Dated 12th and 13th May 1884

Entry Martinmas ———– 1880
Duration ——————- 19 (Yrs)
Expiry Martinmas ———- 1899

Rent £ 565 – 2s – 6d

Page 1; IMG_9643Transcription of page 1;


SCOTLAND 16/05/84 (1884)
SCOTLAND 26/05/84 (1884)


It is Contracted and Agreed between The Right Honorable John Adrian Louis, Earl of Hopetoun, heritable proprietor of the Lands and others aftermentioned on the one part, and Mrs Margaret Johnston or Walker, residing at Kilpunt, Widow of the late James Walker, farmer there on the other part, Considering that the said James Walker at the time of his death on sixth May Eighteen hundred and eighty-one had arranged with the said Earl of Hopetoun for a renewal of his tenancy of the farm of Kilpunt for Nineteen years from the term of Martinmass Eighteen hundred and eighty – And that although the new Lease proposed for said period was prepared and sent to him about the time of his death, that event took place before the Lease was completed and [executed] – And that by Mutual General Disposition and Settlement between and executed by the said James Walker and the said Mrs Margaret Johnston or Walker, dated fifth August Eighteen hundred and forty seven, and recorded in the Books of Council and Session, twenty-first May Eighteen hundred and eighty one, the said James Walker made over to the said Mrs Margaret Johnston or Walker everything he should die possessed of and that in virtue thereof she has, as the ^said deceased’s heir of provision and with the concurrence of the Trustee on his Sequestrated Estate and of the said Earl of Hopetoun, between carrying on the Farm since her husband’s death and is [desirous] that said Lease should be made out and completed in her name; Therefore the said Earl of Hopetoun has Set and in consideration of the Yearly Rent and other Conditions aftermentioned hereby Lets to the said Mrs Margaret Johnston or Walker, and her heirs, whether of line or provision but always without division and excluding Assignees legal or conventional, and sub-Tenants of every description All and Whole the said farm of Kilpunt in the Parish of Kirkliston, and County of Linlithgow as at present possessed by the said Mrs Margaret Johnston or Walker, and extending in all to Two hundred and fifty-three Acres, three hundred and eighty decimal parts of an acre or thereby Imperial Measure, which extents without being warranted shall for the purposes of this Lease be held to be correct; And that for Nineteen Years from and after the said term of Martinmas Eighteen hundred and eighty, which is hereby declared to have been the term of Entry under this Lease; With and under this express condition that if the said Mrs Margaret Johnston or Walker or Heirs succeeding to this Lease become Bankrupt by virtue of the Bankrupt Laws or execute a Trust Conveyance of her or his property for behoof of her or his Creditors or allow one year’s Rent to run into arrear and sequestration therefor to be awarded then and in every such case this Lease shall at the Proprietor’s option be null and void and he shall have right to assume possession of the Premises and the said Margaret Johnston or Walker obliges herself and her aforesaid to renounce possession and consents that Summary Diligence pass for removing herself or Heirs therefrom and that without prejudice to all legal remedies competent under the Act of Sederunt Seventeen hundred and fifty-six or otherwise. But declaring that the termination of this Lease under any of the foregoing conditions shall not import an acquittance or discharge of the obligation on the Tenant or her foresaids for Rent or additional Rent incurred previous to the time that she or they shall be required to remove from the subjects hereby Let. Nor shall any acquittance or discharge of any Rent or additional Rent due by the said Tenant or her foresaids under this Lease import a discharge or abandonment of any right to terminate this Lease under any of the foregoing conditions unless expressly discharged, it being hereby declared that it shall be in the power of the said Proprietor or his heirs and assignees to enforce any of the conditions herein written at any period unless he or they shall have expressly discharged them. And the said Proprietor binds himself and his foresaids to expend the Sum of Three hundred and fifty pounds Sterling in further improving the – Buildings and fences of said Farm – it being declared that this outlay shall be made at the sight and under &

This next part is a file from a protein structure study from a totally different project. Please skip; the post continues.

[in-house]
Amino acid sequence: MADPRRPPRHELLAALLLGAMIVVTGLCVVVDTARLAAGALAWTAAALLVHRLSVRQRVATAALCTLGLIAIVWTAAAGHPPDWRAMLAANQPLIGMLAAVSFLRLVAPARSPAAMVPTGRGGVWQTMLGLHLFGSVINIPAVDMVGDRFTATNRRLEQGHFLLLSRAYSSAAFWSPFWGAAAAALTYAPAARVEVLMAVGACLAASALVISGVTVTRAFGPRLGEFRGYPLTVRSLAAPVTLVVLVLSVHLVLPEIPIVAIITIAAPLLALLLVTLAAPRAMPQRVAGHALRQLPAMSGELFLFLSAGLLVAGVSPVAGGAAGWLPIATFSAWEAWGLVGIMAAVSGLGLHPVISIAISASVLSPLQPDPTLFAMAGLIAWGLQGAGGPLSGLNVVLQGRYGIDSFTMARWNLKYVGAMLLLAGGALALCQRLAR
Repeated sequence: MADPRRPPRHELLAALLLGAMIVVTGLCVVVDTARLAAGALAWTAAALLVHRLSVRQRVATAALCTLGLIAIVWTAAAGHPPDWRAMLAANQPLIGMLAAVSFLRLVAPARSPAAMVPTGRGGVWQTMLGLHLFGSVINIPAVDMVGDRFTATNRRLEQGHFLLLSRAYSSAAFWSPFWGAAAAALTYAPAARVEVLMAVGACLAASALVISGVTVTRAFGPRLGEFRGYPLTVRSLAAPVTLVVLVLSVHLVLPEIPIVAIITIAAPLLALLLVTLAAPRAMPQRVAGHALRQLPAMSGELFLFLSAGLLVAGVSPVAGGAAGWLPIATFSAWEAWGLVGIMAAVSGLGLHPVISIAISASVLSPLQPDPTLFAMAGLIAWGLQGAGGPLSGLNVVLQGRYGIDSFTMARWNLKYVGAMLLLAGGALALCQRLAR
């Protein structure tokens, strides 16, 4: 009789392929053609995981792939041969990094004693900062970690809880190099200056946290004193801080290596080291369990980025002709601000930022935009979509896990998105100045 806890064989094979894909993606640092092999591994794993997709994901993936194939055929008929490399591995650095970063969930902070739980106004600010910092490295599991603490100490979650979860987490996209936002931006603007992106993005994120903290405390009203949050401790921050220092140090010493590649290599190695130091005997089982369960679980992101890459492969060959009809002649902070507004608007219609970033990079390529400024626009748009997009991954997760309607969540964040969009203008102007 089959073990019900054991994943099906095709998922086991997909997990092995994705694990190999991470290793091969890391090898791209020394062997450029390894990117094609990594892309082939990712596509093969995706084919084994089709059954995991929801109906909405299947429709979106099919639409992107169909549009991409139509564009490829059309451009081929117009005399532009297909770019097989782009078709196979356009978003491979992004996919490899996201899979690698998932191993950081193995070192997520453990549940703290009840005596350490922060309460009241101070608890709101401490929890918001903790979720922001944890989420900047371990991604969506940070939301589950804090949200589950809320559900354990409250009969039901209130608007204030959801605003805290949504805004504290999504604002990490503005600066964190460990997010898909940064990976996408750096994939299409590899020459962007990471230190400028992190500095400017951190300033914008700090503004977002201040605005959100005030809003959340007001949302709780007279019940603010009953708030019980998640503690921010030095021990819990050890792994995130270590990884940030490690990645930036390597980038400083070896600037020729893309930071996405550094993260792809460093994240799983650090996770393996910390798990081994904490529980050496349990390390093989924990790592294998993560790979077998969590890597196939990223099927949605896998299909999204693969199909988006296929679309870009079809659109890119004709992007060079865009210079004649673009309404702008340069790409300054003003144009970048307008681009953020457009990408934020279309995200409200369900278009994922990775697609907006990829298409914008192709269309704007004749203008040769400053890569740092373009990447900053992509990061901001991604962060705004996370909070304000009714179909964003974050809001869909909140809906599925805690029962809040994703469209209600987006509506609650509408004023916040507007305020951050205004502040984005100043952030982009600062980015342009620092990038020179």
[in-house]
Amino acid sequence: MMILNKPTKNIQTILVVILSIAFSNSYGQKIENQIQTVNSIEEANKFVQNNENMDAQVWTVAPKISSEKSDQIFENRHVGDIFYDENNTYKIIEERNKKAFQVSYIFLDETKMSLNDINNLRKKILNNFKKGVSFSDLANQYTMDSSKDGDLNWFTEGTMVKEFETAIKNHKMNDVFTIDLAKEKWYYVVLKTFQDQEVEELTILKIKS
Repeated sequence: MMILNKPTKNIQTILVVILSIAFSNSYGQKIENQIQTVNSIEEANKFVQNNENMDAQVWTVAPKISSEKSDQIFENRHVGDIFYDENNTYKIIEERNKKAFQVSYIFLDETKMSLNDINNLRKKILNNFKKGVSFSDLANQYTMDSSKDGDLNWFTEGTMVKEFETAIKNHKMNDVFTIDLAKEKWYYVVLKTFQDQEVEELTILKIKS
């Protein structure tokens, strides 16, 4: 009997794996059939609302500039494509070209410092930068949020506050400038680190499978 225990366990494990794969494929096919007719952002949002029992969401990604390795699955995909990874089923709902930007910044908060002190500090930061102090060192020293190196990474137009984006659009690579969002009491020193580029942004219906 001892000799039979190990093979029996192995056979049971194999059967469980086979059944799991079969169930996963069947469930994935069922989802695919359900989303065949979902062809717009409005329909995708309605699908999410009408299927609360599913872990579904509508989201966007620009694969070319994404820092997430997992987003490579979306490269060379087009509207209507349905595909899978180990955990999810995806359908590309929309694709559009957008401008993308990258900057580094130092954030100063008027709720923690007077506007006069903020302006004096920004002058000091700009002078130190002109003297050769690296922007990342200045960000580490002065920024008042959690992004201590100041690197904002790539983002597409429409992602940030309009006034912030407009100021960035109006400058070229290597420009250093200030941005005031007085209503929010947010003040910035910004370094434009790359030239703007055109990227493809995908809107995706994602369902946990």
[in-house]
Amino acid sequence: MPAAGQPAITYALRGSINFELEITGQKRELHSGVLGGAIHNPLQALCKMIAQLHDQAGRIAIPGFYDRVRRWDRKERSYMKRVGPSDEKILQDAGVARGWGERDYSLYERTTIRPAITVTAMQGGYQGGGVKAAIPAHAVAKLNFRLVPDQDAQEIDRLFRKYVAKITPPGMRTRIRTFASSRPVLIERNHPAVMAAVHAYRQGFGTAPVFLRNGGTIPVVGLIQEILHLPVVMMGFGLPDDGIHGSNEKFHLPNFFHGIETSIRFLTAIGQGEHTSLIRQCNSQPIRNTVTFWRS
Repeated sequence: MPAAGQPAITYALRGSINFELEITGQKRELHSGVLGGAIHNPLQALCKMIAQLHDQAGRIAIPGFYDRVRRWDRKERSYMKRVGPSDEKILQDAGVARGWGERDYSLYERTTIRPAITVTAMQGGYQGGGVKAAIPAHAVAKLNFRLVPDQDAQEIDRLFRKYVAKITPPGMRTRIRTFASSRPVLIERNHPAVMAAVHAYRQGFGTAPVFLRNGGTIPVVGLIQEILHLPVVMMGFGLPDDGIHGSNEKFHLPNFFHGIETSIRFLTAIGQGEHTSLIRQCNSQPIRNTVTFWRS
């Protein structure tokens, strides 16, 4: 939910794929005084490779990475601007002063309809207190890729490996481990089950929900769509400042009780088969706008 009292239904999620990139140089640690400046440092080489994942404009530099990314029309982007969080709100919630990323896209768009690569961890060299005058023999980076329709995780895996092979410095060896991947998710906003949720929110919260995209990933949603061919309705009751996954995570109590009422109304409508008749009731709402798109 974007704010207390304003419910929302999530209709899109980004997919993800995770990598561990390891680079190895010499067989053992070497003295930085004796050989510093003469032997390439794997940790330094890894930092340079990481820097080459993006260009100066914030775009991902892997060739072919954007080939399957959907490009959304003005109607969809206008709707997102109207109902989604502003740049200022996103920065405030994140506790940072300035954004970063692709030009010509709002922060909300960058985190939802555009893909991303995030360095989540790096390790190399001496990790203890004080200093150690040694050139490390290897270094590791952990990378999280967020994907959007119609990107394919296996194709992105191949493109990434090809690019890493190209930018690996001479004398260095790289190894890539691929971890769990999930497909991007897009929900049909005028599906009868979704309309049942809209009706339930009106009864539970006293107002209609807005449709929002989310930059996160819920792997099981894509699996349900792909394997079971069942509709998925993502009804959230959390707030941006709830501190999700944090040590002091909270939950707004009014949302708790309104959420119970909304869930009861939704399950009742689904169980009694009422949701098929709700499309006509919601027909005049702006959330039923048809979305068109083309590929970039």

J Hopetoun
Margaret Walker

Page 2; IMG_9642
Transcription of page 2;

Page Second